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In newtons ring experiment we place the lens setup below a microscope which is then moved vertically until the fringes can be seen.

In case of Determination of Cauchy's constants, we use a spectrometer. The spectrometer consists of a collimator which is mounted on the rigid arm and a telescope mounted on the rotation table arm which can rotate in a horizontal plane about the axis of the instrument. A prism table of adjustable height is mounted along the axis of rotation of the telescope.

Is there any problem if we use a telescope to view newton's rings?

useful info: newtons ring experiment link , cauchy constants experiment link

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  • $\begingroup$ Can you define the terms 'microscope' and 'telescope' in the context and mention the difference between the two? I've always thought we use microscopes to observe for the Millikan experiment. Perhaps the sources you linked use the terms interchangeably or are unreliable? I haven't looked at them too carefully though. $\endgroup$ – user191954 Aug 21 '18 at 4:13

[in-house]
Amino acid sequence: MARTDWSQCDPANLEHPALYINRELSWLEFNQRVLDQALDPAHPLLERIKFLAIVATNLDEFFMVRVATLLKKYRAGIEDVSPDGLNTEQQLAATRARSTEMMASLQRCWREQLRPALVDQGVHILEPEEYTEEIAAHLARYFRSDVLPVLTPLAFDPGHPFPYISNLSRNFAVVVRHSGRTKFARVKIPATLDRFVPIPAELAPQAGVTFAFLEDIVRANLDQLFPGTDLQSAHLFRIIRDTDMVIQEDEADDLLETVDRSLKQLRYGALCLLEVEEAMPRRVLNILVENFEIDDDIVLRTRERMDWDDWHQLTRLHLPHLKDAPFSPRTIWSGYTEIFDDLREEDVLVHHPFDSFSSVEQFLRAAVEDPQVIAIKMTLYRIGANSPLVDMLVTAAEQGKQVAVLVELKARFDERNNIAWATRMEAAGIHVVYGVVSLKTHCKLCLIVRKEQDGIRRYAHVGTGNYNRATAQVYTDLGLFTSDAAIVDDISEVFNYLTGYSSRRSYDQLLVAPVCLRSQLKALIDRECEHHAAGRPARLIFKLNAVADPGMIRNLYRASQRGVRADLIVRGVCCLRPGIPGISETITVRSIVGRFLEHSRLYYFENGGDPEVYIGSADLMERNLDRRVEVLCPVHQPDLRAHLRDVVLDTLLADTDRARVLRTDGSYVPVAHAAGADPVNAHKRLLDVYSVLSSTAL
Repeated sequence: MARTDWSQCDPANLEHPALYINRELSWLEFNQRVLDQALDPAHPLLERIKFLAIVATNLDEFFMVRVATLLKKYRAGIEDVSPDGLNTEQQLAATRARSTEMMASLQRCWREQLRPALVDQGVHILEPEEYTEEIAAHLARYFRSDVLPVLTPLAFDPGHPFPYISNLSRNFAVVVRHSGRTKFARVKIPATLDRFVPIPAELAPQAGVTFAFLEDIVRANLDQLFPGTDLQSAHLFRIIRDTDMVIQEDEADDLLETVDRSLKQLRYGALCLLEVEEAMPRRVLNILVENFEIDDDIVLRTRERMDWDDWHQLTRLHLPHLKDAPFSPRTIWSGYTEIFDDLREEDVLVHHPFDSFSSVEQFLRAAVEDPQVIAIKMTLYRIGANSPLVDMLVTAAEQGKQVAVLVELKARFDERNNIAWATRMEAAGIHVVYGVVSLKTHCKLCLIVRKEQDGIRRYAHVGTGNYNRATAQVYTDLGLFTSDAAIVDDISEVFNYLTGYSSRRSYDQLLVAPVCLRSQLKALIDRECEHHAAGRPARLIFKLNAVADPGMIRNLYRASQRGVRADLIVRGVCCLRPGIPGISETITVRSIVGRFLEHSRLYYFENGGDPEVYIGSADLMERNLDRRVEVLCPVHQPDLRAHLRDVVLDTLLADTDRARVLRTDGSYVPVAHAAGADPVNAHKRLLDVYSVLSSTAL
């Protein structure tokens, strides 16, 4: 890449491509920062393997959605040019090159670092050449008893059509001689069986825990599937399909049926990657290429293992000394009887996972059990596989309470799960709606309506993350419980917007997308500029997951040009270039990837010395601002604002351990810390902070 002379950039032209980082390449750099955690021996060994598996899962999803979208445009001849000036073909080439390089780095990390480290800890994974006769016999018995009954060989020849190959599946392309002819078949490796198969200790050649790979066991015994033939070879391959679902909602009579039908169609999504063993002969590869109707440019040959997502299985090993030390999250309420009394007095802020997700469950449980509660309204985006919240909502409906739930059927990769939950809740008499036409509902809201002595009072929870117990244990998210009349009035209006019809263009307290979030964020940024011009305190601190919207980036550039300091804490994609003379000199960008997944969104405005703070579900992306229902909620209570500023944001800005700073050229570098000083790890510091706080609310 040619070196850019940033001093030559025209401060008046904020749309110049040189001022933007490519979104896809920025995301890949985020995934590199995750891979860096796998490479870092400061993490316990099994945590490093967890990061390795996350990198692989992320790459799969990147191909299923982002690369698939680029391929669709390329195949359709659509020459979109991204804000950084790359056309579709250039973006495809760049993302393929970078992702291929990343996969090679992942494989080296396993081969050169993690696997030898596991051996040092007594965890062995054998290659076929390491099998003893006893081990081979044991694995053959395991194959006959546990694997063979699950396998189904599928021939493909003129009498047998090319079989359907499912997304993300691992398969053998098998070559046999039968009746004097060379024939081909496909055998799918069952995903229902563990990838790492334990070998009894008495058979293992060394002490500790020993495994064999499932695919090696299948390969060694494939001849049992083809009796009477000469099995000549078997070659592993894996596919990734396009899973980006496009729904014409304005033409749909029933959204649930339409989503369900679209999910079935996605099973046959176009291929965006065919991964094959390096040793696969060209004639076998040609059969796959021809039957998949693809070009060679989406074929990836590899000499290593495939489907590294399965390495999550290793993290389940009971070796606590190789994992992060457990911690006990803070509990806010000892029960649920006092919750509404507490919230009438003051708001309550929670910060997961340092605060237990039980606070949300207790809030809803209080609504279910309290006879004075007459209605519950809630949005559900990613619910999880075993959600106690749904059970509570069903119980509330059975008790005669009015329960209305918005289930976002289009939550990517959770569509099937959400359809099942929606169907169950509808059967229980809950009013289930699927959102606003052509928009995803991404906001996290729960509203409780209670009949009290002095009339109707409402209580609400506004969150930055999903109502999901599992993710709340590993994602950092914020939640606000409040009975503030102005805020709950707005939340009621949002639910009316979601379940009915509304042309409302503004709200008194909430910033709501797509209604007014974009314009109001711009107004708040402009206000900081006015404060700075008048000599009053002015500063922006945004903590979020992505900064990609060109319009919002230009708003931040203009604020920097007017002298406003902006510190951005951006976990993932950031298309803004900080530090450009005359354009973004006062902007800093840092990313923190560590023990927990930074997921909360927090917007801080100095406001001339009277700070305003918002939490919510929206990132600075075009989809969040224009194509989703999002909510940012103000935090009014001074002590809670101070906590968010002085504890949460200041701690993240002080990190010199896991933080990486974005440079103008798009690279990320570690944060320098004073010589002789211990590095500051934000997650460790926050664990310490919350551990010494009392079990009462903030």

• $\begingroup$ ok there seems to some confusion regarding the use of Millikan's oil drop experiment so I have removed it from the question $\endgroup$ – Noel Saji Paul Aug 21 '18 at 11:59
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A telescope can be thought of as a microscope with a very long working distance between the subject and the objective lens. Such a long-working-distance microscope is used when the experimental setup does not allow for the microscope to be located close to the subject.

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I think that the link that you have given for Millikan's experiment is misleading in that the name normally used for the device which they call telescope in that link is in fact called microscope as in this link.

A telescope is a device which make distant object appear nearer and so they appear to be bigger.
A microscope is a device which makes very small objects appear to be bigger.

In the Millikan experiment you are observing very small oil drops and so a microscope is the appropriate device.

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